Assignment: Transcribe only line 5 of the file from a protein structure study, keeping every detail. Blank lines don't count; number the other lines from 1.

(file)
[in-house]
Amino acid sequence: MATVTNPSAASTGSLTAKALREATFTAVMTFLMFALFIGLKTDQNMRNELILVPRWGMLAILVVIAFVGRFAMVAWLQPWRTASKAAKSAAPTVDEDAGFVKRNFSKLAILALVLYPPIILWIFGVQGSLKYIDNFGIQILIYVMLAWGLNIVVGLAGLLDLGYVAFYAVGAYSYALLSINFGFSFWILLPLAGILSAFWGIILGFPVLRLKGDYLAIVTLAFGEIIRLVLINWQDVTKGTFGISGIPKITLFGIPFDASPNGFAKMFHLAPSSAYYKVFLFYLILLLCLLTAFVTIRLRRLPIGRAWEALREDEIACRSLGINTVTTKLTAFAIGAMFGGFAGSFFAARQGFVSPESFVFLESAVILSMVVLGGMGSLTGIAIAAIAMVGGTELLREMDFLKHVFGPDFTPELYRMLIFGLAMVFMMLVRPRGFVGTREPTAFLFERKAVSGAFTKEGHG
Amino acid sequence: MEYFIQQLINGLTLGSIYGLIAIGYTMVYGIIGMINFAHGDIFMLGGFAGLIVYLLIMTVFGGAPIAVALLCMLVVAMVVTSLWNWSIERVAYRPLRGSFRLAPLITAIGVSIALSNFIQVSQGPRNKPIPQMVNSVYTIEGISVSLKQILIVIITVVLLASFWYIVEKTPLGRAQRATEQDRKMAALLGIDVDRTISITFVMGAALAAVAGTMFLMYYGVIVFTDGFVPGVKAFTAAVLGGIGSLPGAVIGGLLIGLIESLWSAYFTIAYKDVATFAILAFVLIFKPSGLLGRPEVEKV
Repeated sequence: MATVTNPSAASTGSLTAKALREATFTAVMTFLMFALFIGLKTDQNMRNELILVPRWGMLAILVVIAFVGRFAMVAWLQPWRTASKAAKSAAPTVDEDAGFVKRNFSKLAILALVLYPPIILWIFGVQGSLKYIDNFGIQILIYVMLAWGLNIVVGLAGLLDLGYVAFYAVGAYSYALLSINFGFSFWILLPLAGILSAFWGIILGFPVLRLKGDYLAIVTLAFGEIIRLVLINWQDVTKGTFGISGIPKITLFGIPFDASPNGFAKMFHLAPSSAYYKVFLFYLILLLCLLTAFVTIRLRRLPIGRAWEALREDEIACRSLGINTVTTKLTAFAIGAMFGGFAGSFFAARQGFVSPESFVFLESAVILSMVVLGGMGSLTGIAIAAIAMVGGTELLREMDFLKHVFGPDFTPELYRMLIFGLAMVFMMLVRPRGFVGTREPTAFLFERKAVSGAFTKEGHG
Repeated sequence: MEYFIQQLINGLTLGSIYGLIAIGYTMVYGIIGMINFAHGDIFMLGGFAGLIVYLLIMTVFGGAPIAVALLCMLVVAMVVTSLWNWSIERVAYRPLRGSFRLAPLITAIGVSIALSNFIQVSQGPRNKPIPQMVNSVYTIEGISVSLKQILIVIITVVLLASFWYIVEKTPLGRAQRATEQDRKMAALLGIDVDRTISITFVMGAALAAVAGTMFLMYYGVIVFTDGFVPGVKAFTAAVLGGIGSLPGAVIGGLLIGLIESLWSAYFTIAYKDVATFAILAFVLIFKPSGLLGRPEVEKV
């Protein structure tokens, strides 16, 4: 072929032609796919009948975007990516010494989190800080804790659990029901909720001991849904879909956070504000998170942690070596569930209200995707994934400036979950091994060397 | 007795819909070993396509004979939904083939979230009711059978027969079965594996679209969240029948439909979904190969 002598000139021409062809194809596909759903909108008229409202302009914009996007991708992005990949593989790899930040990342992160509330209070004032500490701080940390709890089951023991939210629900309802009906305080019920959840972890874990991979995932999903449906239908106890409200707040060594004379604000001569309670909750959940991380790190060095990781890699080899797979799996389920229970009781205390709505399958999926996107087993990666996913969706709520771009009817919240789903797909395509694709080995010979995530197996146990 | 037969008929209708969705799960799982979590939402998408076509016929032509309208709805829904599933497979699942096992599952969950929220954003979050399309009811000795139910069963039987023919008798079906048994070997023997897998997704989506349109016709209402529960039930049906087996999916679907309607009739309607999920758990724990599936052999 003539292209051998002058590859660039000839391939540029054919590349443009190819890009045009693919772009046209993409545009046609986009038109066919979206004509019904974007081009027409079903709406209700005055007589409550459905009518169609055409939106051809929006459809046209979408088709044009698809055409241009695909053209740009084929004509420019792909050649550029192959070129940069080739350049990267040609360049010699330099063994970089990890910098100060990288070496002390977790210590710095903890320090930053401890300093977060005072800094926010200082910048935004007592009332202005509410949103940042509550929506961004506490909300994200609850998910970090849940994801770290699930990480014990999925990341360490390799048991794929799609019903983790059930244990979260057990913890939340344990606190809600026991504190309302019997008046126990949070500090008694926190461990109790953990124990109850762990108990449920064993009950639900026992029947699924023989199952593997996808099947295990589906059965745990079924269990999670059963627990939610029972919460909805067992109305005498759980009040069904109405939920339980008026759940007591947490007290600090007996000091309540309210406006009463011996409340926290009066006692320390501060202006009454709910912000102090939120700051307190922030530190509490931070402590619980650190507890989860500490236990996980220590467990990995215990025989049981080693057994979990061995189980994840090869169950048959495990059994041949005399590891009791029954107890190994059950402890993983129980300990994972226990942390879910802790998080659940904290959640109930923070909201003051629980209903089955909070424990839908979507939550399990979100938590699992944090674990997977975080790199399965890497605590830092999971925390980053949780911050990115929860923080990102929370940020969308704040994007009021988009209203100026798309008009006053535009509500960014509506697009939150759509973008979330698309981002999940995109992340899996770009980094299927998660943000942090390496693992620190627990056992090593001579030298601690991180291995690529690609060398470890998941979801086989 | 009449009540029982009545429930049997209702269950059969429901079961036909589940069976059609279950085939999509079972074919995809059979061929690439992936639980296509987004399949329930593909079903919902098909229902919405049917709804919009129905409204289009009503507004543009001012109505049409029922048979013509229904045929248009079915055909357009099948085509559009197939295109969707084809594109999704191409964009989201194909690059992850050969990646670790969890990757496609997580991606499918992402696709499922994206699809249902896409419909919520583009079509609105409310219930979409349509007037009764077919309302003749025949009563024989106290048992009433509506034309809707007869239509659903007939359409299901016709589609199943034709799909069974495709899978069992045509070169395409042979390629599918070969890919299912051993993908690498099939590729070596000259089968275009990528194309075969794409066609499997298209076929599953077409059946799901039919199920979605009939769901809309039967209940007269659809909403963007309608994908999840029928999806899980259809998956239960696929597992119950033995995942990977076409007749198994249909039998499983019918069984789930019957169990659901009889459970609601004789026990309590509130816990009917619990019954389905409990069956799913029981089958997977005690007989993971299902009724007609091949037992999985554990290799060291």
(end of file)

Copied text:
Repeated sequence: MEYFIQQLINGLTLGSIYGLIAIGYTMVYGIIGMINFAHGDIFMLGGFAGLIVYLLIMTVFGGAPIAVALLCMLVVAMVVTSLWNWSIERVAYRPLRGSFRLAPLITAIGVSIALSNFIQVSQGPRNKPIPQMVNSVYTIEGISVSLKQILIVIITVVLLASFWYIVEKTPLGRAQRATEQDRKMAALLGIDVDRTISITFVMGAALAAVAGTMFLMYYGVIVFTDGFVPGVKAFTAAVLGGIGSLPGAVIGGLLIGLIESLWSAYFTIAYKDVATFAILAFVLIFKPSGLLGRPEVEKV